Is BreitBurn Energy Partners L.P. Really Just Worth $4?

Tell me if this sounds familiar, an investment thesis just isn't working out and a stock we like just keeps spiraling down as bad news continues to pile up. Eventually, the bitter taste of defeat is more than we can handle so we throw up our hands and give up on the stock.

This happens to analysts too who go from really liking a stock to seeing the thesis upended and forcing them to eat some crow when they're forced to backtrack and give up on a stock. We saw it recently happen to the analyst covering BreitBurn Energy Partners L.P. for Wunderlich Securities. The firm's MLP analyst cut BreitBurn to a sell this week and gave it a mere $4 price target after having initially rated the stock a buy. The new price target is almost 27% lower than the current unit price and comes at a time when the companyrecently raised a billion dollars to fix the balance sheet woes that were causing most of the downward pressure on units. It makes me wonder if the downgrade and new price target might be more of throwing in the towel than anything else.

Off to a promising start Back in October of 2013 Wunderlich initiated coverage on BreitBurn Energy Partners making it a top new name to buy. The company was given a buy rating and a $22 price target at a time when the company's units were trading around $19. At the time Wunderlich's analyst liked the fact that the company, which got half its production from natural gas, planned to focus future acquisitions on oil so that by the end of 2014 60% of its output would be oil. Given its history as being one of the better acquirers, as its deals were among the most accretive to its distribution in the sector, the analyst thought the company would deliver above-average growth for its already robust 10% yielding distribution.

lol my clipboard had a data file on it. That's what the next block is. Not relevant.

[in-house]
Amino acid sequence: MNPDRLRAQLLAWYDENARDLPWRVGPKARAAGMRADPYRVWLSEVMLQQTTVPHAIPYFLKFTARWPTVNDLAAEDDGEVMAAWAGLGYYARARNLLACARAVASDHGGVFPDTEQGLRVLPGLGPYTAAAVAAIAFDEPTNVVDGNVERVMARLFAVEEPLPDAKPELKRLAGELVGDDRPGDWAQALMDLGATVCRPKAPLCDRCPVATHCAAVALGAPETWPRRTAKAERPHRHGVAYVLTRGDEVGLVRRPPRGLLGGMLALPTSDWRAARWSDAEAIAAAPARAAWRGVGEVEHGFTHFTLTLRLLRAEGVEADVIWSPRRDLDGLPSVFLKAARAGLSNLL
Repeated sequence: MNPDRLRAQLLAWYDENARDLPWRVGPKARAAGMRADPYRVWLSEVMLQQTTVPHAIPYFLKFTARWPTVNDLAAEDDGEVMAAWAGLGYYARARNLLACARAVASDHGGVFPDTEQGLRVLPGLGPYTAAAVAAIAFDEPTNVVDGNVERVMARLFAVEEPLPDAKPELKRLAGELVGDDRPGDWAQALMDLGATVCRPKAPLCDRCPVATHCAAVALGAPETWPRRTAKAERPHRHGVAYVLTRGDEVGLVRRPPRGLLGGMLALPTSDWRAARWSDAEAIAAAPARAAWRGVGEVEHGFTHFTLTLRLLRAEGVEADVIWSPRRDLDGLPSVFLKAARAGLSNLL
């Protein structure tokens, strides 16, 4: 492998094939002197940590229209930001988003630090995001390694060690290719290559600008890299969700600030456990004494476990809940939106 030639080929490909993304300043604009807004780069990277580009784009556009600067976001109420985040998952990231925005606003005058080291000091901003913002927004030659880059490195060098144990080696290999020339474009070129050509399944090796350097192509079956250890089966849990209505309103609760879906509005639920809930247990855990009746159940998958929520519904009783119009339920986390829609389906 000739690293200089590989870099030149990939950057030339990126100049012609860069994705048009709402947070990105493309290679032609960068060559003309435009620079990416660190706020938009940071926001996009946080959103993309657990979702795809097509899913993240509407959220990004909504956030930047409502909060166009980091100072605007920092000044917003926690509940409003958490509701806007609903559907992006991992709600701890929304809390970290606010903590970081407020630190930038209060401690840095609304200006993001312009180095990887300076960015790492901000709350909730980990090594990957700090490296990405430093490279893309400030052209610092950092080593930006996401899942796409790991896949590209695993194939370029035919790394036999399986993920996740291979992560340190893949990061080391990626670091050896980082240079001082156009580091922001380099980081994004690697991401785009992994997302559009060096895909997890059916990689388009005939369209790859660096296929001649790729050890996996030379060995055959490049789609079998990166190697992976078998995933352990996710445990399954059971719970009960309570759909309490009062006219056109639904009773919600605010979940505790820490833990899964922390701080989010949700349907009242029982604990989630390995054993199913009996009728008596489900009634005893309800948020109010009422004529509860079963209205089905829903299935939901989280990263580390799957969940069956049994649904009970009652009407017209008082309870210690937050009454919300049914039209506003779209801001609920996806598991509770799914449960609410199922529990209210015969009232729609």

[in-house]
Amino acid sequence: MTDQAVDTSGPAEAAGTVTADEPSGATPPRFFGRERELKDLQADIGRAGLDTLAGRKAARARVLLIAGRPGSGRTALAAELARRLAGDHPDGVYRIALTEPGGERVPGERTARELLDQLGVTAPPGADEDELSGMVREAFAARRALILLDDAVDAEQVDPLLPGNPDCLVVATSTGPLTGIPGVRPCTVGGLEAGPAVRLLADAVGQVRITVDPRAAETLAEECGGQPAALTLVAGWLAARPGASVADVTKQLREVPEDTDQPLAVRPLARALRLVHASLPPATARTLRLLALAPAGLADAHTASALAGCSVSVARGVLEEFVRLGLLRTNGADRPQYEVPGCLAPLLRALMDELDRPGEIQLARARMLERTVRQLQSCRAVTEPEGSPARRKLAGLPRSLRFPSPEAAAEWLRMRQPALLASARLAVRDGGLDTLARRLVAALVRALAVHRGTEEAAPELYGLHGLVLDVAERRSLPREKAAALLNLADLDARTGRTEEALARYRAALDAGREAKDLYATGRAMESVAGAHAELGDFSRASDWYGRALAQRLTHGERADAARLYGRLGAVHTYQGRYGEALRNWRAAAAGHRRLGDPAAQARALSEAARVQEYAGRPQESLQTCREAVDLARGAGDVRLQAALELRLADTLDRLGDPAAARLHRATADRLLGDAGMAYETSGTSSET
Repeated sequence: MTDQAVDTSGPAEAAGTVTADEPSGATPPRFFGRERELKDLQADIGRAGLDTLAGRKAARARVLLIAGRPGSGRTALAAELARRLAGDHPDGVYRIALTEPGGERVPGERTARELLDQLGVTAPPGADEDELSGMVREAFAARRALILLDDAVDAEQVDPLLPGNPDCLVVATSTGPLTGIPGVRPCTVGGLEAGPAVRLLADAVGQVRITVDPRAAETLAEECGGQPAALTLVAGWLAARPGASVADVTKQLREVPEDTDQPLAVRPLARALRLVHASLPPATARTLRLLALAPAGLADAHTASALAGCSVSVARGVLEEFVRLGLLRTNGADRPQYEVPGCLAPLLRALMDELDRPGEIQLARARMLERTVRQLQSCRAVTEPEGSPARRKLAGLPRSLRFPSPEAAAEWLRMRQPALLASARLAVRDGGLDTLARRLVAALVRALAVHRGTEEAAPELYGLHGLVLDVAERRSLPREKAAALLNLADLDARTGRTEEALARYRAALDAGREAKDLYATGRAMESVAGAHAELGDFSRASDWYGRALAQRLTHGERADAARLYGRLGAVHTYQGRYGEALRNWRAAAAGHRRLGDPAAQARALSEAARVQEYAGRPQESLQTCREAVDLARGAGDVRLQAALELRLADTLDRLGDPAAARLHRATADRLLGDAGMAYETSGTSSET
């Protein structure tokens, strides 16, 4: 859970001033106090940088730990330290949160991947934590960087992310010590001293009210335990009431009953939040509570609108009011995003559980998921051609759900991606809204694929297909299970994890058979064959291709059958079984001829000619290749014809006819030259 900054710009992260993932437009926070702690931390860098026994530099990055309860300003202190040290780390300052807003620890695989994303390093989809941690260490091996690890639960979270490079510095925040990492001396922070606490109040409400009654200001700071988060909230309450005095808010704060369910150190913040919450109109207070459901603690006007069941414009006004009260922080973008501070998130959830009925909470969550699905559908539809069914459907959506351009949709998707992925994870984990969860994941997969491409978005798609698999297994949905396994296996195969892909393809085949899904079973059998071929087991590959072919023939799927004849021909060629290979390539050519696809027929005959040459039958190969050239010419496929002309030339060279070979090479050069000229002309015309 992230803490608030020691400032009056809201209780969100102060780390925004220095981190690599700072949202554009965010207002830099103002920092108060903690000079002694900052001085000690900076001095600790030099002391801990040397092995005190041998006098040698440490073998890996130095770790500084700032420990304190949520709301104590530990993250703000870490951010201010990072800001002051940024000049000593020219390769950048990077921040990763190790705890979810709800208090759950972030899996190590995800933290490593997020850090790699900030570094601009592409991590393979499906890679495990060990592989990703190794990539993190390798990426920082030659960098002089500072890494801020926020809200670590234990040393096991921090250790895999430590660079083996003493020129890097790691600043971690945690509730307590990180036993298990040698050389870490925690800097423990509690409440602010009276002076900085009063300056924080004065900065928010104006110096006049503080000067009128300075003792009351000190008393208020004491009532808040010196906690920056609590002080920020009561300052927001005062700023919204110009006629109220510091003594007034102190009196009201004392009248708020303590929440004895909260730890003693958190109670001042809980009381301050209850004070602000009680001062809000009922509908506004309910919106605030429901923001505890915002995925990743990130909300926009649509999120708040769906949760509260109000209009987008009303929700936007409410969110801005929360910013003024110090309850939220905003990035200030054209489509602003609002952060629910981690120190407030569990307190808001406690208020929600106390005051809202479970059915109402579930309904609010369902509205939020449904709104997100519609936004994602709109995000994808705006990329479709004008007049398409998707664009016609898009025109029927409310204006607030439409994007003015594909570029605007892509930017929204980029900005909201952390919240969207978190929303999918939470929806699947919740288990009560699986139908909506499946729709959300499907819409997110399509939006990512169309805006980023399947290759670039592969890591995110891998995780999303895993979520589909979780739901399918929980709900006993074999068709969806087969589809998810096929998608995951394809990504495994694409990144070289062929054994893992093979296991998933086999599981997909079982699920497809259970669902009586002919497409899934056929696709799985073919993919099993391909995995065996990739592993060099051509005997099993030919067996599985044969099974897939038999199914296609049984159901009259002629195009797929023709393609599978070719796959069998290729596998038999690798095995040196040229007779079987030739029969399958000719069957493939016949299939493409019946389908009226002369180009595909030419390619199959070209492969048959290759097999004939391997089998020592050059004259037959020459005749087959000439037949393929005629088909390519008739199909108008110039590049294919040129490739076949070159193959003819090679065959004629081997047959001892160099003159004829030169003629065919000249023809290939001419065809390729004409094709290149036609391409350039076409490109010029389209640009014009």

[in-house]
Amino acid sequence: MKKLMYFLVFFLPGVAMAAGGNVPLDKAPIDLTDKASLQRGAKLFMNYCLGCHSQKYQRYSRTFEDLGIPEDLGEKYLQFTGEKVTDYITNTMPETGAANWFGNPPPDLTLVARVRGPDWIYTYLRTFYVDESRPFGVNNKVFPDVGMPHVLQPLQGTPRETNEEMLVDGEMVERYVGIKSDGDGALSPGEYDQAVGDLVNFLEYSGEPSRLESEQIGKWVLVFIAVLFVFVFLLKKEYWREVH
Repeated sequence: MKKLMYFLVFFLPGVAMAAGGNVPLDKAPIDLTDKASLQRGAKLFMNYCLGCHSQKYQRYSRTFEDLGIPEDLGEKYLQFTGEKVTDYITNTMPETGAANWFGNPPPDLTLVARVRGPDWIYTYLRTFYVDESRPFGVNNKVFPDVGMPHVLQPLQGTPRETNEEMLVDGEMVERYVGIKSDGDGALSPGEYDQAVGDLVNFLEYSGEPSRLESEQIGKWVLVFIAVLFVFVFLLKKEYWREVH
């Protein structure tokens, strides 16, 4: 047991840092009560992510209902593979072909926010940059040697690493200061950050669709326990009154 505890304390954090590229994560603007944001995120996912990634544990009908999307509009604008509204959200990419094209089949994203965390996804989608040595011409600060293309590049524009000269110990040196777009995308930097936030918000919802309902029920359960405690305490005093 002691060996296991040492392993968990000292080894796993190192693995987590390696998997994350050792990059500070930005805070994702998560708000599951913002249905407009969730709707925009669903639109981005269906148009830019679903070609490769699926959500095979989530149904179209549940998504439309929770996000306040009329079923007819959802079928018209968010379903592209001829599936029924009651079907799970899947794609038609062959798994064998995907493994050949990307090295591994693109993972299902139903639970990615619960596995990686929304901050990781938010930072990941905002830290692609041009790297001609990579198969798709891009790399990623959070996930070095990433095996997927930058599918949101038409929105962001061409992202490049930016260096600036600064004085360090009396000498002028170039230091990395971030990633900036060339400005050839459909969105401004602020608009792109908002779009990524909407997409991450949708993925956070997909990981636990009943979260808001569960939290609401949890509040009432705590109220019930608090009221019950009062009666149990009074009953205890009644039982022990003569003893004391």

The analyst was actually spot on with the analysis as BreitBurn did exactly what it said it would do as it completed over $4 billion in deals in the past two years and became the largest oil-weighted upstream MLP after it merged with QR Energy late last year. Those deals not only increased BreitBurn's liquids output to 66% of production but also fueled 8% distribution growth from when Wunderlich rated it a buy to its peak rate just after closing the QR Energy deal.

Fall from grace Unfortunately, the price of oil has upended this oil-focused thesis as it's down more than 50% from when Wunderlich made its initial bullish call on BreitBurn. This has had a dramatic impact on the company's unit price, which is down more than 70% from when Wunderlich said buy. Ouch!

BBEP data by YCharts

Obviously, the 50% cut in the oil price has an impact on the company's oil fueled cash flows, which is a driving force behind the sell-off. The other major driving force fueling BreitBurn's sell-off was the fact that it used a lot of debt to go on its oil-fueled acquisition spree. In Wunderlich's sell rating the analyst noted that the company's leverage ratio, even after the recent cash infusion, would stand at 4.8 times, which is well above the industry average of 4.1 times. That high leverage ratio could weaken BreitBurn's balance sheet even further if oil takes another tumble and send units on another leg down.

Investor takeaway That excess leverage, at a time when the oil market might not have fully bottomed, is really the driving force behind the analyst's sell call and meager $4 price target. In a sense the analyst has simply soured on the company as the oil focused thesis has been upended by weak oil prices. That being said, if the price of oil has indeed bottomed and is poised to rally as some think, then the $4 target will likely be way too low as units will likely rebound along with oil prices.

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Matt DiLallo has no position in any stocks mentioned. The Motley Fool recommends BreitBurn Energy Partners. Try any of our Foolish newsletter services free for 30 days. We Fools may not all hold the same opinions, but we all believe that considering a diverse range of insights makes us better investors. The Motley Fool has a disclosure policy.

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